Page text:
12:13 PM
So you say your code takes an integer and produces a float, but both (-) and (/) produce results with the same type as their input.
 
so i need to float it?
 
Yes.
Don't worry too much about being able to read the types right now, you will learn.
 
7 | tempToC x = ((x- 32.0) / 1.8)
  |              ^^^^^^^^^^^^^^^
Why?
 
The x is still an Integer, since your type signature says so 32 was not the issue.
 tempToC x = (fromInteger x - 32) / 1.8
 
oh
why does this not work
((x- 32.0) / 1.8)
still an int?
 
12:17 PM
It does work.
It just doesn't work with your type signature.
 
Hmm...
Golfing must be hard
 
Golfing is fun and not very hard.
But dealing with floats is often a bit annoying.
 
is there a shorter way
fromIntegral will else take about 20% of the answer
 
Yeah, fromInteger is 1 byte shorter but not all that much better.
The solution would be try to take a float instead since that's the type we want to output.
But it's not always possible.
 
i just typed this
isLeapYear x = not x%4and x%100or not x%400
i'm so stupid
hahaha
 
12:22 PM
Modulo is the mod function. And there are no implicit type conversions.
 
oh no
let's hope this ugly rubbish works
isLeapYear x = not fromIntegral mod x 4 && fromIntegral mod x 100 || not fromIntegral mod x 400
 
Definitely not.
Your operator precedence is pretty messed up, and fromIntegral is not going to cast to Bool.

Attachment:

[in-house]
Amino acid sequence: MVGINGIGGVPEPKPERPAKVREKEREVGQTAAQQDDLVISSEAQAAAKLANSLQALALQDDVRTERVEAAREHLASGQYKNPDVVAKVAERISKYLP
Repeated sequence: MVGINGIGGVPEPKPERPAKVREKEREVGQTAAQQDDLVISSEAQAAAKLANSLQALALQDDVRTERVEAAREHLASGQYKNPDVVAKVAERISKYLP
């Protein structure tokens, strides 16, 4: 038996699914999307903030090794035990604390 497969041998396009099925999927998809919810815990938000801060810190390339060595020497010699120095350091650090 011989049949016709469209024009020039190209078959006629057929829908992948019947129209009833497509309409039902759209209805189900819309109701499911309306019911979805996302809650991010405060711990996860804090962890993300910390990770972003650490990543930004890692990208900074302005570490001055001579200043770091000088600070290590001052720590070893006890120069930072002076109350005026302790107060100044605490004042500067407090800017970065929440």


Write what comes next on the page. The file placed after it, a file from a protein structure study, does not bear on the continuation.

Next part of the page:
oh no
[1 of 2] Compiling LeapYear

/mnt/exercism-iteration/src/LeapYear.hs:4:16: error:
• Couldn't match expected type ‘(Integer -> Integer -> Integer)
-> Integer -> Integer -> Bool’
with actual type ‘Bool’
• The function ‘not’ is applied to four arguments,
but its type ‘Bool -> Bool’ has only one
In the first argument of ‘(&&)’, namely ‘not fromIntegral mod x 4’
In the first argument of ‘(||)’, namely
‘not fromIntegral mod x 4 && fromIntegral mod x 100’
|
4 | isLeapYear x = not fromIntegral mod x 4 && fromIntegral mod x 100 || not fromIntegral mod x 400
Given a year, report if it is a leap year.

The tricky thing here is that a leap year in the Gregorian calendar occurs:

on every year that is evenly divisible by 4
except every year that is evenly divisible by 100
unless the year is also evenly divisible by 400
 
Instead just say what you want without any dirty hacks. mod x 4 == 0
 
How do I do this?
 
12:25 PM
isLeapYear x = (mod x 4 == 0) && (mod x 100 /= 0) || (mod x 400 == 0)
 
ghci> 5 /= 5
False
both works?
/=, !
!=
 
No just /=
 
i would much rather not it
 
Ok, I'm not sure why but you can do that.
 
because != /= everything confusing
i suppose you don't have += like in Pyothon?
 
12:29 PM
Thank god no.
in The Nineteenth Byte, Mar 12, 2017 at 19:06, by Wheat Wizard
CMC: Without running it, guess what this python snippet prints.
a=[1,2,3]
a[-1]+=a.pop()
print a
Haskell doesn't have mutable state so it avoids stuff like +=.
 
@WheatWizard i suppose that is python2?
 
Yes, but you can add parentheses and it does the same thing in Python 3 as well.
 
>>> a=[1,2,3]